26 February 2010
With just 125 days before June 30, the Constitutionally-mandated inauguration of a new president, labor center Kilusang Mayo Uno and Anakpawis Partylist today issued a challenge to all presidentiables running for the May 10 elections: push for a legislated P125 wage increase nationwide for workers.
In its 9 year in office, Arroyo has snubbed a legislated substantial increase and evaded it through the use of regional wage boards, which has spawned very measly and sparse wage increases, the biggest of which is P20.
“In its nine-year rule, the US-Arroyo regime oversaw unprecedented drastic increases in the prices of basic commodities, yet it also ensured that workers’ wages remain stagnant. What we need right now is a P125 legislated nationwide wage hike that will ease our stomachs at the very least,” said Elmer “Bong” Labog, KMU chairperson.
“While the presidentiables have been busy talking to businessmen and business groups and making concrete promises to them, the Filipino workers and people have yet to hear concrete promises with regard to our condition. They have been promising ‘change’ in the abstract. A legislated wage increase nationwide is one of the changes that we really need,” added Labog.
Soaring prices, stagnant wages
Using government data, the labor group compared the prices of basic commodities in 2001 to those in 2009. In 2001, one kilo of regular-milled rice was at P18; now, it’s at P30-40. In 2001, the average pump price of diesel per liter was at P12.; now it’s at P34. In 2001, the price of an 11-kilo tank of LPG was at P192; now, it’s at P630.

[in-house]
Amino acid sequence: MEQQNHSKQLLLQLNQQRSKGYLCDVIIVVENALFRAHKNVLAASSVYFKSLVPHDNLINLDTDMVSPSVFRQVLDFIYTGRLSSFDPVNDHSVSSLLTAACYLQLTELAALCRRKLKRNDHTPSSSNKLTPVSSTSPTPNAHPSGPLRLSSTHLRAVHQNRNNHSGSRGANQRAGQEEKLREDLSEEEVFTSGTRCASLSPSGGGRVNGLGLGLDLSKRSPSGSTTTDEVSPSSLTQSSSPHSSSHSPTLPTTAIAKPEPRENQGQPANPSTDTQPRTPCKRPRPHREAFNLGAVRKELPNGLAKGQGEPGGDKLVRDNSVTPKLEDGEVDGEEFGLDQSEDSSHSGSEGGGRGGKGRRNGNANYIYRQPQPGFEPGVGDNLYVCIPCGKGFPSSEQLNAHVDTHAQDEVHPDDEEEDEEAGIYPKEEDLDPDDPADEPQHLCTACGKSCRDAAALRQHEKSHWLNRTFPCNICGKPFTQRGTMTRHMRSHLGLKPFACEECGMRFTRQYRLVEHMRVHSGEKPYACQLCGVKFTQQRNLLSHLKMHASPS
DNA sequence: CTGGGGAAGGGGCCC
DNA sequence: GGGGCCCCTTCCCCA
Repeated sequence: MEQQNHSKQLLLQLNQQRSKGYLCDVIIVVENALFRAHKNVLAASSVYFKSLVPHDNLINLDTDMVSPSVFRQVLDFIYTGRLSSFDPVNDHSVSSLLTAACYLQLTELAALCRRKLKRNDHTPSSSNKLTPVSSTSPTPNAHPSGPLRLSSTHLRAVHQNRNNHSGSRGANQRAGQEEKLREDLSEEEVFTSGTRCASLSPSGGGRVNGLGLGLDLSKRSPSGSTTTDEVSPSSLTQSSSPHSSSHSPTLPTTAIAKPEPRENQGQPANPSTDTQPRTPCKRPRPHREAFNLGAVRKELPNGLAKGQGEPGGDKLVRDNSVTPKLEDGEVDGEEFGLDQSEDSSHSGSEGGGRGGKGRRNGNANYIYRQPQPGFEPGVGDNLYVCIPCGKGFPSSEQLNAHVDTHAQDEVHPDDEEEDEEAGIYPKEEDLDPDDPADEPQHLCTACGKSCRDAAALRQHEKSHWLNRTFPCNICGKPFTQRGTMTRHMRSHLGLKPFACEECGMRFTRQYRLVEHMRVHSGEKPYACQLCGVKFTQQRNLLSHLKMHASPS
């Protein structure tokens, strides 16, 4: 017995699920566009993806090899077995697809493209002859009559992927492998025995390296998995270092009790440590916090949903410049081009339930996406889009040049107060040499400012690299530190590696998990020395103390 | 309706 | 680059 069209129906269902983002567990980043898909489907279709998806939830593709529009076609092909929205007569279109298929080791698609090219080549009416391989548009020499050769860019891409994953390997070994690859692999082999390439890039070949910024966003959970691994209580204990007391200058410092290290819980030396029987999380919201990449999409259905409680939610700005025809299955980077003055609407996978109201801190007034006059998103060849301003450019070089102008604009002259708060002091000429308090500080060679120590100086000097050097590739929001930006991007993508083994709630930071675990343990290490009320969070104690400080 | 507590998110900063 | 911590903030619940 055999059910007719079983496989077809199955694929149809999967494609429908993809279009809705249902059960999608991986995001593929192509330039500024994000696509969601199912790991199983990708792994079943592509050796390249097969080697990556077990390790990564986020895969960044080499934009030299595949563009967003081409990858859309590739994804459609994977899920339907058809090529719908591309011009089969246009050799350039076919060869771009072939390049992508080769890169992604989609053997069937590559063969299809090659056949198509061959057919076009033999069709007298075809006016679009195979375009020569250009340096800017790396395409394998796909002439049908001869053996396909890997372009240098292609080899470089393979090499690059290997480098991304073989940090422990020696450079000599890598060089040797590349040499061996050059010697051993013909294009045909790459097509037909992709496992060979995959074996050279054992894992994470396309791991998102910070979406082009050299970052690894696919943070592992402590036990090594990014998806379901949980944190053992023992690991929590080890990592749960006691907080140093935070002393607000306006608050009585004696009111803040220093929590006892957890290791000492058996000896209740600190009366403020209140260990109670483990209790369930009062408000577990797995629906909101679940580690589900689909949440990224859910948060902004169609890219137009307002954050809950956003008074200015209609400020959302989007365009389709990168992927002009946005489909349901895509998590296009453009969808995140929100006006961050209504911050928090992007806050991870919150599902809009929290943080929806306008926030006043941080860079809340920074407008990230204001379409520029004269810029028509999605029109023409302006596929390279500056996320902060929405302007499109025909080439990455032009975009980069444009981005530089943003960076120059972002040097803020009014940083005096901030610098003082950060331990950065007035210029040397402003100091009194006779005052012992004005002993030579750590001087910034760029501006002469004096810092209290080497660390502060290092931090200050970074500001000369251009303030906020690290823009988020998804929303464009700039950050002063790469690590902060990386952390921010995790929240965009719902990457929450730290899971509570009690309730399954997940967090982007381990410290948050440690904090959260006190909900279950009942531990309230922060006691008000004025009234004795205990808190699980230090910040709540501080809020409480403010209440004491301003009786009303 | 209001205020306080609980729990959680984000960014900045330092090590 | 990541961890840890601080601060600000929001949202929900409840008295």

KMU also compared the minimum wage in the National Capital Region in 2001 and 2009, including increases in the cost of living allowance. In 2001, the amount was at P213-250; now it’s only at P345-382. On the other hand, the estimated cost of living for a family of five was at P509; now it’s at P917.
“It’s clear that our wages have some catching up to do. The US-Arroyo regime through its regional wage boards granted increases in cost of living allowances in amounts – less than P10 in many cases – which ordinary people can give to beggars. With such measly amount, how can workers cope with drastic increases in the prices of basic commodities which this regime has become notorious for?” asked Labog.
“Our fight for a P125 wage increase is not only a fight for immediate economic relief. It is a fight to be recognized as humans, we who contribute our labor and lives to improving society. It is a fight to have a fair share of the fruits of our labor which our employers have been enjoying for themselves while our families suffer unbearable poverty and hunger,” Labog said.
Reference: Elmer “Bong” Labog, KMU Chairperson